When the OpenStack Silicon Valley conference schedule was first announced several months ago, Marten Mickos was best known as the CEO of Eucalyptus, which is a rival effort to OpenStack. Mickos’ position is now set to change thanks to his company’s acquisition by Hewlett-Packard, which was announced Sept. 11.
Mickos took the stage at the inaugural OpenStack Silicon Valley event today, after first being introduced by the man who will soon be his new boss—HP CTO Martin Fink. Fink joked that his company now has a policy of only hiring executives with the first name Martin, even if they spell it incorrectly like Mickos, who spells it Marten.
Although the acquisition has already been publicly announced, Mickos emphasized that the deal has not yet officially closed. As such, he noted that his comments are not made as an executive of HP, but rather as CEO of Eucalyptus and as an individual. When the acquisition does officially close, Mickos will become the senior vice president and general manager of HP’s cloud business. HP’s cloud business is based on OpenStack today, and it’s a platform that Mickos now embraces openly.
Mickos said he has now joined the OpenStack Foundation as an individual member and will actively contribute his skills to the development of the organization.
“For the last one and a half decades, I have been trying to reach full victory for open source,” Mickos said.
He explained that full victory is about making sure that users get the full benefit of software, while ensuring that software developers get full credit for what they do. Prior to Eucalyptus, Mickos was the CEO of open-source database vendor MySQL, which was acquired by Sun Microsystems for $1 billion in 2008. MySQL is a core component of a technology platform that became known as the LAMP (Linux/Apache/MySQL/PHP) stack, which helped to enable the rise of the modern Web.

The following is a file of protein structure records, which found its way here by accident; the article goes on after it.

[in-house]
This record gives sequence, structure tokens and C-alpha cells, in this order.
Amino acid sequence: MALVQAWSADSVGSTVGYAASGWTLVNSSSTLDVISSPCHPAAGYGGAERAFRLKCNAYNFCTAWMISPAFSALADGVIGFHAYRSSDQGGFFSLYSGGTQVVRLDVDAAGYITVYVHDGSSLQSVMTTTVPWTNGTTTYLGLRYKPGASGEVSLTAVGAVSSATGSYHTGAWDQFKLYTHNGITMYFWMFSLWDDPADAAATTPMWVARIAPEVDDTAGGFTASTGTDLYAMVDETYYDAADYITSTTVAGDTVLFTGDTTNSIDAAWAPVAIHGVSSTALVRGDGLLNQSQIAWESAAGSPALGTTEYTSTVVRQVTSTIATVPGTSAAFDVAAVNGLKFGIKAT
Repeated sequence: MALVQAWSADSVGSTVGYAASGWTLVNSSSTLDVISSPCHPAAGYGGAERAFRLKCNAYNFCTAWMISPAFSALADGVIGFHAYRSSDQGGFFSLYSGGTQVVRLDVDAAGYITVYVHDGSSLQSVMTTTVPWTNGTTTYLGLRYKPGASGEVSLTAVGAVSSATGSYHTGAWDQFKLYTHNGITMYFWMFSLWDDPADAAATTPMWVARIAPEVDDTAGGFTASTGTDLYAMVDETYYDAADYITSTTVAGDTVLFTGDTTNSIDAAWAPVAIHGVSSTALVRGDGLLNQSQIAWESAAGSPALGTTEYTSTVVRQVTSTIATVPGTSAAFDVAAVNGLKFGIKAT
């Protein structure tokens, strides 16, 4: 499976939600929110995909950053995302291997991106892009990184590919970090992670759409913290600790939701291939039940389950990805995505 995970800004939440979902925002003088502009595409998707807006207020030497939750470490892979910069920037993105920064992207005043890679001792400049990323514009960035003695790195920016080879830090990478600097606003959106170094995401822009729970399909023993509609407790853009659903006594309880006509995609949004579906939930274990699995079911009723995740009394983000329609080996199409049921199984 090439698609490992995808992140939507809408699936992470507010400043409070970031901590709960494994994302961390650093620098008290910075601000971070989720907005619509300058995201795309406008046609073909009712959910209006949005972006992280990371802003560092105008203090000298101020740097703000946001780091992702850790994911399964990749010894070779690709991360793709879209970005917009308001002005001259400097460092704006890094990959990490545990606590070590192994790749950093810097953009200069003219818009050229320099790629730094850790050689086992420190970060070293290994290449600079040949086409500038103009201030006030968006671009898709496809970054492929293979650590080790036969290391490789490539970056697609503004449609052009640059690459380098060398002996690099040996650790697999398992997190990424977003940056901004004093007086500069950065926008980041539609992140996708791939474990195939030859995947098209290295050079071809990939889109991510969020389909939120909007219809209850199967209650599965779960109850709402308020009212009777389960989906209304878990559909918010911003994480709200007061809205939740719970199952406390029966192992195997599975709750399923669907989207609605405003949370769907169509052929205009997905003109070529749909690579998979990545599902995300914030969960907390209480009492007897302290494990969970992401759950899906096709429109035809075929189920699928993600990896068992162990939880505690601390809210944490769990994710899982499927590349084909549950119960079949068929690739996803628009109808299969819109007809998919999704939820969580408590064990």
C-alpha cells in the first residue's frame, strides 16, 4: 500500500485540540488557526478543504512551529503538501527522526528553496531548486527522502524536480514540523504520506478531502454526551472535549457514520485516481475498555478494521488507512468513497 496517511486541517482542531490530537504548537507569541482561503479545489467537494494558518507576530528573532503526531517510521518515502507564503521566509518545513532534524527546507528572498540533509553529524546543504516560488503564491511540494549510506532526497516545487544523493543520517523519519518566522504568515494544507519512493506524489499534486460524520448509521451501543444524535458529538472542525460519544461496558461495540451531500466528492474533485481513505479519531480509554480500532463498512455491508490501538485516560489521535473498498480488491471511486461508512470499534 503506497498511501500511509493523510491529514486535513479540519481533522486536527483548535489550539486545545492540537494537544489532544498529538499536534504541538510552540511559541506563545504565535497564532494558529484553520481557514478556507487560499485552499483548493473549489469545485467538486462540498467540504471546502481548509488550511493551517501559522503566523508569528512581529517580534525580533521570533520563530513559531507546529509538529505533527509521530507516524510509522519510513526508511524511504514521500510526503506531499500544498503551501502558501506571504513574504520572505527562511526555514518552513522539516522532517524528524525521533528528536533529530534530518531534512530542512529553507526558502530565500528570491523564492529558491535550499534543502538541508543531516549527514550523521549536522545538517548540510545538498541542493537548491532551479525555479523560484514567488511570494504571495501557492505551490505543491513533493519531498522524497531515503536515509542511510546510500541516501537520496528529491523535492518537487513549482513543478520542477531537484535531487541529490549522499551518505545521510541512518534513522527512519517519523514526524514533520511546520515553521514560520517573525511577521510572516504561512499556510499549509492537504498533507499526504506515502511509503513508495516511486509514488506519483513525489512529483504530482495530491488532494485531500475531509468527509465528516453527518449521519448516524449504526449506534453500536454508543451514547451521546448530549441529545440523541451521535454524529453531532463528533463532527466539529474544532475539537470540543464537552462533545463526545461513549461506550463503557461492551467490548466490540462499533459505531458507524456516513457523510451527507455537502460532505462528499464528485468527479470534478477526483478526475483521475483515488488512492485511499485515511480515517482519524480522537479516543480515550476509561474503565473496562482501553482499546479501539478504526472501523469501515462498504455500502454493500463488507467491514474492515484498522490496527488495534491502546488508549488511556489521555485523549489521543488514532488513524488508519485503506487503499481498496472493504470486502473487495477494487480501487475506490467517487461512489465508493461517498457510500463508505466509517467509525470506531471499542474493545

Although Mickos is now set to become part of the ecosystem, he said that he will be critical of OpenStack, when it makes sense.
“I believe that only by being honest and truthful about the state of things can you really improve them,” Mickos said.
That said, Mickos noted that there are some very clear benefits in the open-source model of software development that provides a significant advantage for the cloud. One of those advantages is software modularity.
“We have to make modular products because we have so many disparate groups and people working on them,” Mickos said. “We have competitors who collaborate on products, which doesn’t happen in the closed-source world.”
By being open, open source code is always available for scrutiny, which is a key part of the continuous improvement model.
“There is always somebody that has a complaint,” Mickos said.
The fact that people complain about open-source software like MySQL is a sign of passion in Mickos’ view—they have strong interest in a technology and want to see it improved. In his view, with open source, only good technology survives and there is less potential for vendor lock-in.
Mickos emphasized that overall full victory for open source in the cloud is possible with OpenStack.
“We did it with the LAMP stack in the Web era, and the LAMP stack was driven by many companies,” Mickos said. “What we did in the Web era with the LAMP stack we are now doing in the cloud era with OpenStack.”
Sean Michael Kerner is a senior editor at eWEEK and InternetNews.com. Follow him on Twitter @TechJournalist.